Dr Jain said suggestions the group's members were uneducated were "a myth". "Our organisation is very disciplined. We have a training programme where members receive intellectual and physical training, including the use of arms," he said.

"We have about 500,000 members. But it is true that the Bajrang Dal is more aggressive for the Hindu cause than the RSS. Many times we go beyond the limits of the RSS."

Asked whether the Bajrang Dal accepted limits, such as those dictated by law, he replied: "Our limits depend on our situation. We generally try to discourage people from taking the law into their own hands, but some enthusiastic characters do things beyond the law. And when they are justified in such activities we defend them."

John Layal, national secretary for public affairs in the All-India Catholic Union, said the "quantum jump" in violence against Christians was "because there is no rule of law in India today".

"When you have senior people in government declaring that if the Supreme Court refuses permission for a Ram temple to be built in Ayodhya they will go ahead and build it anyway," he said. "When the state connives in crime and looks the other way, organisations like Bajrang Dal are emboldened to break the law."

Dr Jain denies that the Bajrang Dal is intrinsically hostile to other faiths. "We are tolerant about Christianity and all other religions. Many of my friends are Christians. But we cannot tolerate their anti-national activity. That's why we want to throw out all foreign missionaries."

Nor is he swayed by the suggestion that foreign missionaries have worked in India legally and legitimately. "Christianity is dying in the West, so they are diverting millions of dollars to India for conversion activities," he said. "In every society, people are throwing off the signs of slavery. We, who were oppressed by Muslims and Britishers, should do the same."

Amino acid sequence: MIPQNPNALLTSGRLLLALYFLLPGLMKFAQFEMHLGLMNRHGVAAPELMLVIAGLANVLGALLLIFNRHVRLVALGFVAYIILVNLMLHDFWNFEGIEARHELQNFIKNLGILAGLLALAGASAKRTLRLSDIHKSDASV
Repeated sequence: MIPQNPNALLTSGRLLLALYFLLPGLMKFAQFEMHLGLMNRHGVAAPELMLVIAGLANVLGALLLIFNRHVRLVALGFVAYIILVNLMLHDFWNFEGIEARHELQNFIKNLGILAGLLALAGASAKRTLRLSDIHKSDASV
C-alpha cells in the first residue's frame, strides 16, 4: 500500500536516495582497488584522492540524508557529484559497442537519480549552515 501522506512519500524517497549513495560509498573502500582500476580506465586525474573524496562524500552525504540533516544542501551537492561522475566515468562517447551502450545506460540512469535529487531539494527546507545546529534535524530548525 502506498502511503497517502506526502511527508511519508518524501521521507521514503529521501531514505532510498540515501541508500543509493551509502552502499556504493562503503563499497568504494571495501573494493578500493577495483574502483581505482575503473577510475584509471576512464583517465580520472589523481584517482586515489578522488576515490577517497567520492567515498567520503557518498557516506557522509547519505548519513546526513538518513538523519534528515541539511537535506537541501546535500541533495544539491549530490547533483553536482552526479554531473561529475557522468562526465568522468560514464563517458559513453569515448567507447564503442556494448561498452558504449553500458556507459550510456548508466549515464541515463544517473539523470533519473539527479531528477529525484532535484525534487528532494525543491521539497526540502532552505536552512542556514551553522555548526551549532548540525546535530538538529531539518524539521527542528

Have you tried new the Independent Digital Edition apps?
ebooksAn unforgettable anthology of contemporary reportage
Teeth should be brushed twice a day to prevent tooth decay
Bryan Cranston as Walter White, in the acclaimed series 'Breaking Bad'
footballChelsea 6 Maribor 0: Blues warm up for Premier League showdown with stroll in Champions League - but Mourinho is short of strikers
Those who were encouraged to walk in a happy manner remembered less negative words
Arts and Entertainment
Princess Olga in 'You Can't Get the Staff'
tvReview: The anachronistic aristocrats, it seemed, were just happy to have some attention
Renee Zellweger as Bridget Jones
Life and Style

Board creates magnetic field to achieve lift

There have been various incidents of social media users inadvertently flouting the law

Life and Style
Stack ‘em high?: quantity doesn’t always trump quality, as Friends of the Earth can testify
techThe proliferation of online petitions allows us to register our protests at the touch of a button. But do they change anything?
Bourgogne wine maker Laboure-Roi vice president Thibault Garin (L) offers the company's 2013 Beaujolais Nouveau wine to the guest in the wine spa at the Hakone Yunessun spa resort facilities in Hakone town, Kanagawa prefecture, some 100-kilometre west of Tokyo
CSKA Moscow celebrate after equalising with a late penalty
footballCSKA Moscow 2 Manchester City 2: Premier League champions let two goal lead slip in Russia
Latest stories from i100
Have you tried new the Independent Digital Edition apps?
Independent Dating

By clicking 'Search' you
are agreeing to our
Terms of Use.

iJobs Job Widget
iJobs General

IT Project Manager

Competitive: Clearwater People Solutions Ltd: Our client based in Chelmsford a...

Business Intelligence Specialist - work from home